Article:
• That's a great idea! However, while it works perfectly in a room that lets you drill into studs, it's less practical in a dorm where you're not supposed to drill into the wall. I've got some pretty cool alternative loft ideas myself, though: one way to sort-of do what you're talking about is to basically build a frame around the room so no bedposts are in the middle of the floor, and then hang the bed (or two) off of it. Another cool idea is to build a false floor and put the bed underneath, and then have your desk or couch on top of it. This is what I'll be doing next semester (the loft bed is staying home).

      I definitely agree with your when it comes to using aviation cable. The only reason I didn't use it was because I was too lazy to learn how to secure the ends together – chain is pretty self-explanatory! Good idea though! 🙂

  7. Wish you thought of the eye-bold idea before, don't yah? I guess it's a good version 1 and version 2 will be better. You could also use from metal hose clamps to give it more stability instead of the ropes.(screw it to the desk then tighten it around the post) Still it's a great idea.

    • That is a good idea! The one problem I had with the ropes was keeping them tight while tying the knot. Metal hose clamps would do a much better job 🙂

  8. your bed looks hand made too, is it and what are the dimensions, I'm interested in building my own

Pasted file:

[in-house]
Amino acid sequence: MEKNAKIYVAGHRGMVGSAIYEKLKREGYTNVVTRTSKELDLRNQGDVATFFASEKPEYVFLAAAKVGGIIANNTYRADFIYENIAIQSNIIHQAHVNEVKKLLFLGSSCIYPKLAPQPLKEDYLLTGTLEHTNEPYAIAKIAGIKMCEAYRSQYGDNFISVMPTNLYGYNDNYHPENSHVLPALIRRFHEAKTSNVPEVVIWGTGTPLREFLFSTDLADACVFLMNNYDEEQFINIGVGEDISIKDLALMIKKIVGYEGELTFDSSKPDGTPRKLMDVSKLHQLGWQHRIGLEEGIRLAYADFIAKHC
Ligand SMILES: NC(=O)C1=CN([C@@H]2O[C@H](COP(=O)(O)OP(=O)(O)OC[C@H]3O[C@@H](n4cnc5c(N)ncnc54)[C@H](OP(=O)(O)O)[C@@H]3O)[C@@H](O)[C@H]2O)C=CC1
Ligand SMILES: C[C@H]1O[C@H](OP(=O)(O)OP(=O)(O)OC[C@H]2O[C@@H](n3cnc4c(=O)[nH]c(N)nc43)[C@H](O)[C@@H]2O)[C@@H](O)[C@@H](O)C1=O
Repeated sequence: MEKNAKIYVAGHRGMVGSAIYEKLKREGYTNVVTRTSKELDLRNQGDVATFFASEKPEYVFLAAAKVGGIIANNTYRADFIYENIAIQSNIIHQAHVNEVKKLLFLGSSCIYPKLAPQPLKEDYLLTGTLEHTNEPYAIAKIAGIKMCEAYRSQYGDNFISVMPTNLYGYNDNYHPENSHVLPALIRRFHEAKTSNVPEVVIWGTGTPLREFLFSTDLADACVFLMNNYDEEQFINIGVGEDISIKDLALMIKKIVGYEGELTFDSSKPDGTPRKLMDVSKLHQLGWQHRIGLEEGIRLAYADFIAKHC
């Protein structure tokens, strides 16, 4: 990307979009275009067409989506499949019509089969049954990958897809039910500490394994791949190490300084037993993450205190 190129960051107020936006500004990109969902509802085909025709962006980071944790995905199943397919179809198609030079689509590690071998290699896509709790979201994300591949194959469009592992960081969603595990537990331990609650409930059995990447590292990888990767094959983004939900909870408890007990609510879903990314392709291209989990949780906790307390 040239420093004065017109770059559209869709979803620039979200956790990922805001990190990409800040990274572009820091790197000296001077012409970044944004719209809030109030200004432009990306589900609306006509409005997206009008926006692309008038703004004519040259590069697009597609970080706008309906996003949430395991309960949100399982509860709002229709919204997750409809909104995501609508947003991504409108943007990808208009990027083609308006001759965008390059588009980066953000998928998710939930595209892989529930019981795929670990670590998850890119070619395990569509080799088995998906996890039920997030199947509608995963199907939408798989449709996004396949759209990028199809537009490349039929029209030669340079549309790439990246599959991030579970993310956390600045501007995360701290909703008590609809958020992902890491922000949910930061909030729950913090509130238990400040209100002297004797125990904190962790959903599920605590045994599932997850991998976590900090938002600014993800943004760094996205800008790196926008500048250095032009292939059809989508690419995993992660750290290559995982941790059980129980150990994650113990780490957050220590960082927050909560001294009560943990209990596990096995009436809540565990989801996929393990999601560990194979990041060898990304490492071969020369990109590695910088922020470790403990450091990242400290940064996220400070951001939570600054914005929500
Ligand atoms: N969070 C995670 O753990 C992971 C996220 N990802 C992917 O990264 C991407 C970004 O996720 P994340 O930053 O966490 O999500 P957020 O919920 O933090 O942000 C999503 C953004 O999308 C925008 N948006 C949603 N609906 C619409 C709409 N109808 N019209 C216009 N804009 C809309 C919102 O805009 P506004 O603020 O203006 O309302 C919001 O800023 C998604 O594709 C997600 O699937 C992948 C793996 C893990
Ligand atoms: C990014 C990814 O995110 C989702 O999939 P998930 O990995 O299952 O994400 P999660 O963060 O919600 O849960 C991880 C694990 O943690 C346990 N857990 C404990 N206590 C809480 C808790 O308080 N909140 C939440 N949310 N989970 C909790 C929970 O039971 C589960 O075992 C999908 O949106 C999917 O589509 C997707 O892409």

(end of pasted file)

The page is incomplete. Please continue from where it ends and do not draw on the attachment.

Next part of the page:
• It is handmade, but we ordered it from ebay six years ago. I will say that bed is overkill if your dorm comes with a bed already – it’s much easier to build a bed that simply holds up the metal frame. I built one for a friend that cost exactly $30. I’ll work on a tutorial at some point for that, but for now here’s the dimensions: 

      Post height: 5 foot 
      Bed length: 6 foot 5 inches 
      Bed width: 3 foot 1.5 inches  

  9. Rather than drill "sketchy-looking" holes, you could drill clean holes and use eye-bolts to connect the chain to the desk. Doesn't much matter either way, of course…

    • You are absolutely right. I was just making due with the stuff I bought – I'm pretty bad at planning for what I need when I walk into the Home Depot. It's more a "look and the shelves and let my imagination run" kind of deal 😛

  10. Hello college info geek.
    just found you via problogger forum. Now following 🙂